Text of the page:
3. Balancing Act. Some English versions try to balance between formal and dynamic equivalence in their translation. The results are not always perfect, but some of these versions do a very creditable job. The Holman Christian Standard Bible (2004) is one such version, liked by many. But another way to look at this “balancing” aspect is the need to balance readability with literalness. A version that balances well in this regard is the English Standard Version (2001/2007). Although it is a quite literal version, the ESB does a very good job of carefully translating the meaning of a verse in a readable manner.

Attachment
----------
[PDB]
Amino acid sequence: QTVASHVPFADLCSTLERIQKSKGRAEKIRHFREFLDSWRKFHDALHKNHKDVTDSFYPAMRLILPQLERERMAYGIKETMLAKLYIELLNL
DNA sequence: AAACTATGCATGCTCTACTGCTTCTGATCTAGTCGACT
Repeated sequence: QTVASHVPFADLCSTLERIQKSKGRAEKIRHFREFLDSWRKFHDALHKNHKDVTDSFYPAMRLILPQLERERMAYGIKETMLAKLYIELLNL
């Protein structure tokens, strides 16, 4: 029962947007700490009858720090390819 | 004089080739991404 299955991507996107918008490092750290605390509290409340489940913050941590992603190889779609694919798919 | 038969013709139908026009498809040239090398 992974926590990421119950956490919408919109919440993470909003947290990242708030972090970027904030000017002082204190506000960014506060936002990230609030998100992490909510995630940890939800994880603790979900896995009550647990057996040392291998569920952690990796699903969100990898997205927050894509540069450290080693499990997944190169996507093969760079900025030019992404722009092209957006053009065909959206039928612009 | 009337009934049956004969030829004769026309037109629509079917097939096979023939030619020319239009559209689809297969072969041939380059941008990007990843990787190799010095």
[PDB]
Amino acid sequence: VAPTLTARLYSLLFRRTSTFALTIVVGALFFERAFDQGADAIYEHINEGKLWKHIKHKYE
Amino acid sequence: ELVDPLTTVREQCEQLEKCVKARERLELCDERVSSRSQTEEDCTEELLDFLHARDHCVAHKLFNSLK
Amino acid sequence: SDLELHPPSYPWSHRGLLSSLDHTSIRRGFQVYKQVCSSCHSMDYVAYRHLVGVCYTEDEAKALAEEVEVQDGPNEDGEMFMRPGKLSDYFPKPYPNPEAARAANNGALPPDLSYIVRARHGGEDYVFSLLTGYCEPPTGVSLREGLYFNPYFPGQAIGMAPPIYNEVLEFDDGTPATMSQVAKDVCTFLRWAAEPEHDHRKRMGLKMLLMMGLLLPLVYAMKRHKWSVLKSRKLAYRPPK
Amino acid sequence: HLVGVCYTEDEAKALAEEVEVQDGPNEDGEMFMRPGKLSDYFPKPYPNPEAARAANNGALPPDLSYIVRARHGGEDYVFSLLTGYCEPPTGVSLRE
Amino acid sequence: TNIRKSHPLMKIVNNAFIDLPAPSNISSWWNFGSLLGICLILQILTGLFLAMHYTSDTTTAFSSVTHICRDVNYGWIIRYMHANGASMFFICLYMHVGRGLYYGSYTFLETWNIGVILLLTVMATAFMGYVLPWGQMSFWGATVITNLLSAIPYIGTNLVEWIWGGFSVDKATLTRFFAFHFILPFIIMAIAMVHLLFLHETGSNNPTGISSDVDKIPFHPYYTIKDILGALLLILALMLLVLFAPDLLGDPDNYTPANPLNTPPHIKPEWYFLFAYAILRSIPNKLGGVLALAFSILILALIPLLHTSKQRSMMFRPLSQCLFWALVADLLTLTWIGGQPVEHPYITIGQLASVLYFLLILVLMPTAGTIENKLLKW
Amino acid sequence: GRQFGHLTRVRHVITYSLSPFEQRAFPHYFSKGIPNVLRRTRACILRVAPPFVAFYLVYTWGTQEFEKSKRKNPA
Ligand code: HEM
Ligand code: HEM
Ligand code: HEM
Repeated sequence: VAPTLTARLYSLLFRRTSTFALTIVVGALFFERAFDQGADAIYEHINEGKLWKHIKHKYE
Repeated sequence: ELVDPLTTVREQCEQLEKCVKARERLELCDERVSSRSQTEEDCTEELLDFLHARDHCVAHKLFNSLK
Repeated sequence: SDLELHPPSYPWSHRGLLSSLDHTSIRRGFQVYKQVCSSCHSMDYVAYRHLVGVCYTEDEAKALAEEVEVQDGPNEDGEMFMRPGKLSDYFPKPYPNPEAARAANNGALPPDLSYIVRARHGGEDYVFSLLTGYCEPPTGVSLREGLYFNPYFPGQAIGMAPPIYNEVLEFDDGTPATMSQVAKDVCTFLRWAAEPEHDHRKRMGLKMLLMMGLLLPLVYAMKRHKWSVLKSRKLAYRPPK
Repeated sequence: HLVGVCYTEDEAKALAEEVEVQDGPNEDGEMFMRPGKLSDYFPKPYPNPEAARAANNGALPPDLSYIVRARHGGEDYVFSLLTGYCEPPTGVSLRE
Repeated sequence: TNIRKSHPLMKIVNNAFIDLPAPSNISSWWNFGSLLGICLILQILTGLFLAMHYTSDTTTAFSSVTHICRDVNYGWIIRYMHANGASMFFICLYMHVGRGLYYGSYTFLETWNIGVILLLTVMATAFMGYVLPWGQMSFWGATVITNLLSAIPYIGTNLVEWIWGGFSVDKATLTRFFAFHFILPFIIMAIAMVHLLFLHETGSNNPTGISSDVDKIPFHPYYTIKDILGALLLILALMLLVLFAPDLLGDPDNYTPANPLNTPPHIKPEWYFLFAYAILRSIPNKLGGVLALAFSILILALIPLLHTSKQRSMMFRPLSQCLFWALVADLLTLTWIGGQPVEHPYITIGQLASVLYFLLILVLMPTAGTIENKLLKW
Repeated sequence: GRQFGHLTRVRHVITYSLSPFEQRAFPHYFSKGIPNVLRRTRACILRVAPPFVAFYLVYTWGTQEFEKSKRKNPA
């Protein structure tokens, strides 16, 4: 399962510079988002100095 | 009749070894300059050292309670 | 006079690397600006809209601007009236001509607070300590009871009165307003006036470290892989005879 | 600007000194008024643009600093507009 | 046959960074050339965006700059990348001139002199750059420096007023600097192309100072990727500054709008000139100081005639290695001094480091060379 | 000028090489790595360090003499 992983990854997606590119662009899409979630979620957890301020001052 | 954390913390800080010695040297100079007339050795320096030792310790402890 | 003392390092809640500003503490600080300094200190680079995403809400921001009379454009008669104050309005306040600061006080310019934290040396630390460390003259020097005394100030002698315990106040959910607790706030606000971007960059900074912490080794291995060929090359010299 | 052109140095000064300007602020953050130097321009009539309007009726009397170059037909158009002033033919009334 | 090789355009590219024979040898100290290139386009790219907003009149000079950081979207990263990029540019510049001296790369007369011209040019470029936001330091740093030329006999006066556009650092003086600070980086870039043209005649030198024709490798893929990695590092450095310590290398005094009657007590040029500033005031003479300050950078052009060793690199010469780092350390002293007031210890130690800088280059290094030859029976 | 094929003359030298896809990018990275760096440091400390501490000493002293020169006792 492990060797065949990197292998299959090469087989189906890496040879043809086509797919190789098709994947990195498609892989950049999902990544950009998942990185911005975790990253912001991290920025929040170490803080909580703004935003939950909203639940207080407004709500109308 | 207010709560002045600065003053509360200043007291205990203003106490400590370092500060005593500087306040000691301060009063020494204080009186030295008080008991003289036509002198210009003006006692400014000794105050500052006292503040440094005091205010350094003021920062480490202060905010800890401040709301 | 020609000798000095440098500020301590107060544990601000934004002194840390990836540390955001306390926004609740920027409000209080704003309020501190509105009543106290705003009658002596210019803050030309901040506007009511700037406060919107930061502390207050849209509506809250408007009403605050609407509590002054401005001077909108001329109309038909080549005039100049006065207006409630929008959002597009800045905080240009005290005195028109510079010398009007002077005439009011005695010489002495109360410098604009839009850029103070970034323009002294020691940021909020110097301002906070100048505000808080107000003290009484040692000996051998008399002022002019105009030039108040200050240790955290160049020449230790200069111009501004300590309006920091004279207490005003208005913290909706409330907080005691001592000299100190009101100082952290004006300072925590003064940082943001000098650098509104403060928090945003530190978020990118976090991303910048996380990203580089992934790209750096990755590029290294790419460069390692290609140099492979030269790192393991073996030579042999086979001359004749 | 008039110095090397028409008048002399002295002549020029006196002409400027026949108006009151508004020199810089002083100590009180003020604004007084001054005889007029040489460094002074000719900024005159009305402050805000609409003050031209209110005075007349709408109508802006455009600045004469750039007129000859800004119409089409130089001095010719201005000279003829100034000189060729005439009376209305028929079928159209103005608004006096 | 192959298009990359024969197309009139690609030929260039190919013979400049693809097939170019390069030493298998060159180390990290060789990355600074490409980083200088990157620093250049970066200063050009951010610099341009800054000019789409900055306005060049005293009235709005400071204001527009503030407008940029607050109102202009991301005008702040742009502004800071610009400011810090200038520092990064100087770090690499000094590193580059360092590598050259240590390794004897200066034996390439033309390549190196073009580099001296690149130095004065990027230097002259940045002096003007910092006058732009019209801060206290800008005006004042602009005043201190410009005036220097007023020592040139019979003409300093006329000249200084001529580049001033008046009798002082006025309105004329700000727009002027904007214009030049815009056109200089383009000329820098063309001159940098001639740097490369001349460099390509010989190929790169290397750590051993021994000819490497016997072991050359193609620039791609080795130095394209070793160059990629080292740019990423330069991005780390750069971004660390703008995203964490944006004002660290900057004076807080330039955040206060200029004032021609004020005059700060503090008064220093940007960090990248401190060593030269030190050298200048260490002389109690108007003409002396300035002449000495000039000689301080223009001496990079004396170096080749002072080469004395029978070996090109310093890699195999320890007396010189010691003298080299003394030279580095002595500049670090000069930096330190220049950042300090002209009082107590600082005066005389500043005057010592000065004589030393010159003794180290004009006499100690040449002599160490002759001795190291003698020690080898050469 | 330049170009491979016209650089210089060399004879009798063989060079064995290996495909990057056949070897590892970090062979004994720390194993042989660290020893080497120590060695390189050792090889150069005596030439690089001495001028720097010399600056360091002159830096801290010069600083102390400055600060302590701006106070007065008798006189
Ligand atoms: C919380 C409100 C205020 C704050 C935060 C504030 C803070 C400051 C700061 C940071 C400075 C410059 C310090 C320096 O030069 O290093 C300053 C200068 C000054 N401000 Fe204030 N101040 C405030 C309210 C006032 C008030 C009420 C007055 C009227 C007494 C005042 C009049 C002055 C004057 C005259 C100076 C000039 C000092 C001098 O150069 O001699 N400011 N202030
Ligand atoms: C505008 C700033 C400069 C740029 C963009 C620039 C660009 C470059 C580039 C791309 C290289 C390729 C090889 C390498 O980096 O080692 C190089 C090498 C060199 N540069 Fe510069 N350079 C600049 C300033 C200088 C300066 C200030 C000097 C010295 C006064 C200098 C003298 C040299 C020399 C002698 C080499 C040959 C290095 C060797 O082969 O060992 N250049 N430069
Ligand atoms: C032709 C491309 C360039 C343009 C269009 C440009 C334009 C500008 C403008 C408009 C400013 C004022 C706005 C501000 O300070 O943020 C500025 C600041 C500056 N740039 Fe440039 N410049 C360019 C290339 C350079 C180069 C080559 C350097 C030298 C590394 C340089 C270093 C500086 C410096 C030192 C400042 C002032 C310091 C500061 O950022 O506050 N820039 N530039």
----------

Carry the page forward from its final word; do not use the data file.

4.Safety in Numbers. It’s always best to not choose a translation done by a single person or by a religious denomination as a primary study Bible, as the results are almost always going to be affected by the beliefs of the individual or group. Many translations by single individuals, while they may be very readable, are paraphrases which convey only the general meaning of a verse and simply cannot be trusted for accurate understanding. While it is often said that committees can never agree on anything important, the most trustworthy translations are nevertheless produced by large committees of biblical scholars who balance each other and try to arrive at the best understanding of the original meaning of the text. Most of the major translations mentioned in this article were produced by a large team of scholars – several of the teams being in excess of 100 members. Committee translations include the English Standard Version, Holman Christian Standard Bible, New International Version and others.